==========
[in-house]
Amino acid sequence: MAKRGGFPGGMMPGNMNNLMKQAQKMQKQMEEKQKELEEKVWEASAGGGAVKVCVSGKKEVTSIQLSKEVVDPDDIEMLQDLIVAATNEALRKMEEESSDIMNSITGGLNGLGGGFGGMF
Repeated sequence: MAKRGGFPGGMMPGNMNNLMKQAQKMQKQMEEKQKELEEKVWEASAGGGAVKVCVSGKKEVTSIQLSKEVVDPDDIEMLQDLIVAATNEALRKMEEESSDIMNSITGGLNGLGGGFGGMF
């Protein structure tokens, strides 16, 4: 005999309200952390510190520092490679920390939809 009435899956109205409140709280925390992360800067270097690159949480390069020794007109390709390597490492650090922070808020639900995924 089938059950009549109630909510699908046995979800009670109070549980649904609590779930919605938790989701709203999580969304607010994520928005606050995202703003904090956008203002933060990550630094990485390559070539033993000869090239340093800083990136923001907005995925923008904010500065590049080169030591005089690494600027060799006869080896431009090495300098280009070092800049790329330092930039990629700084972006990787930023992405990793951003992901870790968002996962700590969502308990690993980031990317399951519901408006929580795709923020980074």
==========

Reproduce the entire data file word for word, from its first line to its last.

[in-house]
Amino acid sequence: MAKRGGFPGGMMPGNMNNLMKQAQKMQKQMEEKQKELEEKVWEASAGGGAVKVCVSGKKEVTSIQLSKEVVDPDDIEMLQDLIVAATNEALRKMEEESSDIMNSITGGLNGLGGGFGGMF
Repeated sequence: MAKRGGFPGGMMPGNMNNLMKQAQKMQKQMEEKQKELEEKVWEASAGGGAVKVCVSGKKEVTSIQLSKEVVDPDDIEMLQDLIVAATNEALRKMEEESSDIMNSITGGLNGLGGGFGGMF
């Protein structure tokens, strides 16, 4: 005999309200952390510190520092490679920390939809 009435899956109205409140709280925390992360800067270097690159949480390069020794007109390709390597490492650090922070808020639900995924 089938059950009549109630909510699908046995979800009670109070549980649904609590779930919605938790989701709203999580969304607010994520928005606050995202703003904090956008203002933060990550630094990485390559070539033993000869090239340093800083990136923001907005995925923008904010500065590049080169030591005089690494600027060799006869080896431009090495300098280009070092800049790329330092930039990629700084972006990787930023992405990793951003992901870790968002996962700590969502308990690993980031990317399951519901408006929580795709923020980074």